The big credit rating agencies came under fire at a Washington hearing Thursday, in what may be a curtain raiser for a new assault on how they do business. All very reminiscent of the flak they got due to the financial crisis a dozen years ago.
Appearing before a panel of the Securities and Exchange Commission (SEC), critics lambasted the agencies—primarily the biggest, Moody’s Investor Service and Standard and Poor’s—for being too lenient on the companies and other debt issuers that they rate.
The raters were guilty of “overvaluation” of many debt issuers in the previous crisis and they still are, said Marc Joffe, senior policy analyst at the Reason Foundation, the libertarian think tank.
The agencies took a public pasting in the wake of the 2008-09 crisis because of their thumbs-up grades for investment vehicles laden with toxic mortgages, which ended up going bust and losing investors a lot.
As a consequence, regulators and Congress compelled them to make greater disclosure of their methods and also allowed more federally sanctioned competitors. The result, though, is that none of these fledgling rivals has come close to threatening the big two, or their smaller peer, Fitch Ratings.
Now, as a harsh recession (thus far unofficially declared) gathers force, a rash of business failures is expected. Leading up to today’s coronavirus-induced economic downturn, there has been Wall Street grumbling that the agencies allowed too many highly indebted companies to remain in investment grade. Lately, and detractors would say belatedly, several have been downgraded to junk status, with a lot more to come.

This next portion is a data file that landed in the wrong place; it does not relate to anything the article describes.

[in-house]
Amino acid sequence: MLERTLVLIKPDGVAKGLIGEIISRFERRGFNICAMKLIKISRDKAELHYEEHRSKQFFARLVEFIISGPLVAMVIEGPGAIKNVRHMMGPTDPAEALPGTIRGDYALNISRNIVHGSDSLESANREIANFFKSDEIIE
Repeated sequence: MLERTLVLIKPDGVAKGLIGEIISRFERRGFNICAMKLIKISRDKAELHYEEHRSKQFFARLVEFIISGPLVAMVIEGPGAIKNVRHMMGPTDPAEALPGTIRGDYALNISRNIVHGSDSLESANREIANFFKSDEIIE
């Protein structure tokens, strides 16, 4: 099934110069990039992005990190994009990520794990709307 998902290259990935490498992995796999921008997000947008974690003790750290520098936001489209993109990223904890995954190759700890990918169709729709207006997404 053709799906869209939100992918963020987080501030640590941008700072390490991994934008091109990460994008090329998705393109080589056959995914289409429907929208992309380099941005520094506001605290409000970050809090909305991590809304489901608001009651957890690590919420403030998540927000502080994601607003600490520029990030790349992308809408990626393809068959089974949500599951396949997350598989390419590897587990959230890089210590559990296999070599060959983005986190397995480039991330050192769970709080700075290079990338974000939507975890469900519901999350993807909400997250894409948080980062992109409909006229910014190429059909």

Joffe complained that two commercial mortgage-backed securities, which package bonds backed by real estate loans, have been highly rated—and now are shuttered, due to the pandemic lockdown, which makes their futures questionable. One such investment pool is attached to Destiny USA, the mega-mall in Syracuse, New York, and the other to the MGM Grand and Mandalay Bay casinos in Las Vegas. Neither company could be reached for comment.
Joseph Grundfest, a Stanford law professor, told the SEC committee that the “duopoly” of S&P and Moody’s needed better competition. His suggestion: a new agency, sponsored by institutional investors who are the buyers of rated debt. “Otherwise,” he said, “we’re just fiddling around the edges.”
Van Hessen, chief strategist at upstart Kroll Bond Rating Agency, said too many bond buyers depend on the large agencies’ letter ratings (AAA from S&P, for instance, is top of the line), when they should be looking at other factors, such as odds of default. Kroll, which was founded in 2010, touts its own letter grades as giving greater weight to default risk.
Defending S&P, its head of global ratings services said that since the ’08-’09 crisis, the major agency has been subject to much more regulation. “That has been a transformation,” Yann Le Pallec said. S&P was vigilant at preventing conflicts of interest, he added, such as by banning analysts from sales pitches.
“We agree that people shouldn’t just rely on us” when assessing buying bonds, he said.
It’s doubtful that the SEC, under the more lenient rule of Chairman Jay Clayton, is about to start cracking down on the big raters anytime soon. Still, if a rash of failures of well-rated issuers happens, the widespread lambasting of the agencies could well recur.